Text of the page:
12.50 pm- After finally releasing Year 9, I quickly eat my own lunch on my own in my office. Although I do sometimes have lunch with other staff, today is one of the days where I opt for my own company. I also treat myself to a quick 5 minute scroll through my phone, unexplainably guilty and hoping that no-one will ‘catch’ me having this 5 minute break through the huge, fishbowl window of the office. I remember my still full water bottle on my desk and treat myself to some hydration. 

1.15 pm- Collect my next Year 9 class after their extended lunch time, who are pretty hyped up and full of energy after not being able to run around outside like they can in their usual lunch time. 

1.18 pm- While doing the register, one girl walks in late, wearing only one shoe. Her friend in the class hands her the other one. I decide not to ask. 

1.20 pm- One of the pastoral support officers comes to the classroom to let me know that said girl only has one shoe on as the other one had been taken during lunchtime. I explain that she now has both shoes. 

1.21 pm- Teach the exact same lesson as before lunch, trying really hard to be super enthusiastic about active transport and make Year 9 believe I am so excited to be teaching it because it is my favourite topic. While trying to explain that active transport requires energy because the particles need to move up a concentration gradient, I start pointing to the slope image on the board then for some reason say that it’s like the song ‘The Climb’ by Miley Cyrus, which of course they don’t know because it turns out they were two/three years old when it was released in 2009. I then really badly start singing the first bit for some reason.

2.35 pm- While asking the class to shout out the answers all together to a task as they are self-assessing, some boys at the front are taking the shouting to the extreme and are shouting out each answer with increasing enthusiasm until the final “mitochondria” is shouted with some volume. Unfortunately this upsets one boy, who then tearily yells at them to stop shouting, calls them bullies and has to have a few minutes outside to calm down. I speak to him at a 2m distance outside the classroom to try and establish what exactly has upset him.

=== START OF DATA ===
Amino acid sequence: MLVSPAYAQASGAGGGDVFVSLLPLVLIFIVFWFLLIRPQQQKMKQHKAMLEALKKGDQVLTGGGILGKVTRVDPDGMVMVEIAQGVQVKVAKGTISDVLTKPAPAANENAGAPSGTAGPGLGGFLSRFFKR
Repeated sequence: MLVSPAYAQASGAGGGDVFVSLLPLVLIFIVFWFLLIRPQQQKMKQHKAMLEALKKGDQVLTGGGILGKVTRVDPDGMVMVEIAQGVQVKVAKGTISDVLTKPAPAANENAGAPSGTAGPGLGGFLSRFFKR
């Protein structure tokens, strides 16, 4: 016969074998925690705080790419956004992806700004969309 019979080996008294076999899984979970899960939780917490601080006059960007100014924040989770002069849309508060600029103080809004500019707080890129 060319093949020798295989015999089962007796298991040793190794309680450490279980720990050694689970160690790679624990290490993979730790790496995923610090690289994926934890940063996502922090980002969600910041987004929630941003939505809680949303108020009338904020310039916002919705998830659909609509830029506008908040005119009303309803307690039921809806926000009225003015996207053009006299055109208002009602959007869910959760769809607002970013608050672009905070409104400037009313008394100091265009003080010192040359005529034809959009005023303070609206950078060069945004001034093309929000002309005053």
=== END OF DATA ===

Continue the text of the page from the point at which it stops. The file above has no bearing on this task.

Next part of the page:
2.50 pm- Walk the Year 9s downstairs and out of the building, then go to sign the behaviour report of the boy who had his readmission meeting this morning, praising him for his excellent first day back. Go and speak to the Year 9 boys from last lesson about the bullying comments that have just come to light. 

3.00 pm- Clear up in my classroom. Have some more water. 

3.15 pm- Teaching and learning session on ‘Teach like a champion’ techniques. Watch some videos, have some discussions. Manage to mostly listen to everyone else’s insightful inputs while avoiding many of my own contributions. 

4 pm- This week the meeting finishes 15 minutes early, so I am able to escape school early, giving me time to go home and change before heading out again for Rainbows at 5pm. 

So concludes a pretty drama-free day in school (and a pretty lazy blog idea from me…)!

One thought on “A (school) day in the life